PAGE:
Be good to your eyes and you’ll be rewarded with a lifetime of incredible views.

 

By Bonnie Paul, RN, BSN. Paul is a senior coordinating nurse with MedAire, the world’s largest integrated maritime provider of medical, travel and security services.  She has provided emergency and remote environment nursing for over 12 years. 

 

 

 


junior
Posted: Wednesday, August 24, 2011 6:21 PM
Joined: 14/01/2009
Posts: 1026


Janine, I assume you get paid to post these articles ? I find it incredible that you have submitted a post about eye health yet failed to highlight the link between UV radiation , sunlight exposure, and senile cataract . Janine.... You may find this hard to underststand but some of your readers are neither dockwalkers looking for a summer gap year job nor strap hangers looking for free tickets to the Dockwalk Captains Hideout, but are lifetime professional seaman.
Janine
Posted: Wednesday, August 24, 2011 6:48 PM
Joined: 02/05/2008
Posts: 392


Junior,


As stated in the body of text, I do not write these articles. They are submitted by various at sea medical health providers and training companies. This article in particular was written by Bonnie Paul, a nurse with MedAire.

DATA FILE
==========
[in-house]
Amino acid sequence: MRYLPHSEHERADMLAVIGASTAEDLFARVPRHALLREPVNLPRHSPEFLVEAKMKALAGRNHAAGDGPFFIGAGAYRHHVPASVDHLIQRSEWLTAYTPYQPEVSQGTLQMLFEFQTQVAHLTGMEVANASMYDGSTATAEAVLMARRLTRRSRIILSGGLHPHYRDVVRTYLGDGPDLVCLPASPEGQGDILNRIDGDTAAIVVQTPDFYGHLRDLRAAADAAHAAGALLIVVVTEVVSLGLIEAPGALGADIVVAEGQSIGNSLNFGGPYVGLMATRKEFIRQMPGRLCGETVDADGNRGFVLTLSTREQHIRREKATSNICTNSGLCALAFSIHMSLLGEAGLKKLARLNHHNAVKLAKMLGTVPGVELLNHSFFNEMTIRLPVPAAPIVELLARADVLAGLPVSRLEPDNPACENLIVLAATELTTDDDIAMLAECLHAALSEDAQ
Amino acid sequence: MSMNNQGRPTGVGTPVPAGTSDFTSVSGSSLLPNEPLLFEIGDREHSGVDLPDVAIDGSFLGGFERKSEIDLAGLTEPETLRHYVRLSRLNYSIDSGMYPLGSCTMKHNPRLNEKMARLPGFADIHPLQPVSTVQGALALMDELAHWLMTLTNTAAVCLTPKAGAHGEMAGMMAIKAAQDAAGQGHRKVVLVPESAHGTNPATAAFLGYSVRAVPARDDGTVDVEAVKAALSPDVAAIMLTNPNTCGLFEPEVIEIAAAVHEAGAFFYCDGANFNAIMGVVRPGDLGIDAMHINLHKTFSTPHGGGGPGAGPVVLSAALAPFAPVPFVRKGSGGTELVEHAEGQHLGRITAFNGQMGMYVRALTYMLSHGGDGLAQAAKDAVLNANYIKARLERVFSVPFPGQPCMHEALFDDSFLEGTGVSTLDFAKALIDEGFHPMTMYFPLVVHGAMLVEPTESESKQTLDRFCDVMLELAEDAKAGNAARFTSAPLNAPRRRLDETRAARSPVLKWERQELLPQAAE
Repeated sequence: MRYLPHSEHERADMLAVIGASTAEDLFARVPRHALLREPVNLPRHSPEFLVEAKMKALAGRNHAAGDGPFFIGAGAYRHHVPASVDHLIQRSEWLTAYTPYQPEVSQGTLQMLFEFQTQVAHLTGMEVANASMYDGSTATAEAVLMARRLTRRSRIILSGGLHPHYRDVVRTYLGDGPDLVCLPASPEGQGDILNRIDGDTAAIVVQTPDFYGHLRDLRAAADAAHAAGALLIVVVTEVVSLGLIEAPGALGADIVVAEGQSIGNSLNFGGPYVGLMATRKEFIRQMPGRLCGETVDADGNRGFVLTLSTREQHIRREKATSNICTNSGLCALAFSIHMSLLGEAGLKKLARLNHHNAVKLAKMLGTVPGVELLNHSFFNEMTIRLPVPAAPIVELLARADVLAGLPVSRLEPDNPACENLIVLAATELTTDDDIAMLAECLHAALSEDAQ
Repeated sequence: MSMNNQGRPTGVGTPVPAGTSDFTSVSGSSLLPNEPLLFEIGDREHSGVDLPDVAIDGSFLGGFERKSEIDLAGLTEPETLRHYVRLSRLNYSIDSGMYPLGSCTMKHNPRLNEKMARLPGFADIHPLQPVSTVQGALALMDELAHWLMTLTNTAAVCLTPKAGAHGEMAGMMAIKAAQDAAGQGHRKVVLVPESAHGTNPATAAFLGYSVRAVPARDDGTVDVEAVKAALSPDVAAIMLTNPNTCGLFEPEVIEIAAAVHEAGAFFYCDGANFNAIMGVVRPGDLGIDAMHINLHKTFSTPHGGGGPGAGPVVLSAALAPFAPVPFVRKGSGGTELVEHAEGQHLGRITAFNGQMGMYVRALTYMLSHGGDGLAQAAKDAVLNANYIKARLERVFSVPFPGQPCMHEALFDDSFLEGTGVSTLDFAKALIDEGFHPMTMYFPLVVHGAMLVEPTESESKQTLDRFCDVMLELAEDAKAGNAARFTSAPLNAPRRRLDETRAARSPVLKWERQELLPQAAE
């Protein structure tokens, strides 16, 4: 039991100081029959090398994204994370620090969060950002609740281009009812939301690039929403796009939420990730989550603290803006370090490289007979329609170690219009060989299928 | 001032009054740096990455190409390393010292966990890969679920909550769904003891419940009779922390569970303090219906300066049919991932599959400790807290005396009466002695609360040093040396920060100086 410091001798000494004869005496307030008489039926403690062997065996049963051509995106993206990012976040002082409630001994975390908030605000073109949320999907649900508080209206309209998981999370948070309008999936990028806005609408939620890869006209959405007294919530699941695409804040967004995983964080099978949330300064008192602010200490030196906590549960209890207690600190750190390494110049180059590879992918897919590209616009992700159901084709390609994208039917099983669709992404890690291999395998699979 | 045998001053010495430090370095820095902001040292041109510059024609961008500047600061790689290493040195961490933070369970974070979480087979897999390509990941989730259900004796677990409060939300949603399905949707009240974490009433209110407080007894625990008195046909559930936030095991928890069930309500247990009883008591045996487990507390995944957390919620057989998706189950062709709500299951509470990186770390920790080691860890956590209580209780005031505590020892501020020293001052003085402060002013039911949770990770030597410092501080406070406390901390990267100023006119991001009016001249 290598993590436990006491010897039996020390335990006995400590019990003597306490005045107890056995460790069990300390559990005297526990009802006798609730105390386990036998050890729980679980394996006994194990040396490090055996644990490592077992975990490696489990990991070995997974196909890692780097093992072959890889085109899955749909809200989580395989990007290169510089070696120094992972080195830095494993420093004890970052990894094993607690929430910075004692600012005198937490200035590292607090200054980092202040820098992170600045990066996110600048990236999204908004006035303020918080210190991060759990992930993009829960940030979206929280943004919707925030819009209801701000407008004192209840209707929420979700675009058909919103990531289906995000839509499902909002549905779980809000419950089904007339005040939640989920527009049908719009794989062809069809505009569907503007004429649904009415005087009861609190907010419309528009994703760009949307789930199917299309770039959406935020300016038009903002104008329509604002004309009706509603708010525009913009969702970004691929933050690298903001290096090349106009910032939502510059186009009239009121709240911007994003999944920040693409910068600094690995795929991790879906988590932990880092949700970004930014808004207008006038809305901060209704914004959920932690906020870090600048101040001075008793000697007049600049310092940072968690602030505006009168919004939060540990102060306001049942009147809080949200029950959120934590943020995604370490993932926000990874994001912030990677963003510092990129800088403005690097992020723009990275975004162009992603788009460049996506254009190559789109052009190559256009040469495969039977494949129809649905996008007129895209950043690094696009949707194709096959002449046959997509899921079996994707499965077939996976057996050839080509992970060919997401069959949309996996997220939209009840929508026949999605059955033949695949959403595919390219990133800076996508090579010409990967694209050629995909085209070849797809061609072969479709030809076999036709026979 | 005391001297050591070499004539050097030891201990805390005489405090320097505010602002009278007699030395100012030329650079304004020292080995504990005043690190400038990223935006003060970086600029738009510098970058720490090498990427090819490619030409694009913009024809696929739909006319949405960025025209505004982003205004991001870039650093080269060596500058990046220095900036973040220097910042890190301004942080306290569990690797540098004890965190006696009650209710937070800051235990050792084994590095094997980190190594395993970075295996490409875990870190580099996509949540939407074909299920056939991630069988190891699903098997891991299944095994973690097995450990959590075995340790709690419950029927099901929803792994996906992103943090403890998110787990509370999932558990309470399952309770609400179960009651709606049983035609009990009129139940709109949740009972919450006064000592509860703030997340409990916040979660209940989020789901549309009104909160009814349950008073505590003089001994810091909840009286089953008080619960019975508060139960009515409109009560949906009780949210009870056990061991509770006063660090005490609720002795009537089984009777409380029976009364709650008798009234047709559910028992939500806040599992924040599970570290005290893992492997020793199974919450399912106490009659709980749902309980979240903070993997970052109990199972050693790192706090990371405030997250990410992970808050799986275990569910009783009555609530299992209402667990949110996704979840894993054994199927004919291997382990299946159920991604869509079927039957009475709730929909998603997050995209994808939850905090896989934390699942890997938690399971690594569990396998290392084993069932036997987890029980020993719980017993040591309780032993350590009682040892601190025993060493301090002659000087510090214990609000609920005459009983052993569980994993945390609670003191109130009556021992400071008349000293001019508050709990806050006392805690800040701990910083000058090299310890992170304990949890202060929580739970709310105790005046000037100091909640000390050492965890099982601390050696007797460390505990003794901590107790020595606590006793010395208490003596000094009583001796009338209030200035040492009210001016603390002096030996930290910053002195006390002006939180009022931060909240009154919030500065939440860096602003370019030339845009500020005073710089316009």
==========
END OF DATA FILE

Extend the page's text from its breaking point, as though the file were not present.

It would be my pleasure to contact Ms. Paul and ask her to write a second part of this column on UV radiation, sunlight exposure and senile cataracts. 

We feel that the information in this article is pertinent for all readers as ocular health is important for any and all working at sea as crew.

Thank you for your comments.


Hermina
Posted: Saturday, August 27, 2011 1:36 AM
Joined: 22/08/2008
Posts: 1


Hi Junior, if you don't like the article than don't read it and I think that this article is great because some of the true seaman actually get chemicals in their eyes because they are working at sea and not just looking for a fling job on a yacht. This magazine is for all at sea and they offer US information that could help us, so, again if you are not into reading this article, than simply read cosmo, they have valuable information that could pertain to something you might be interested in.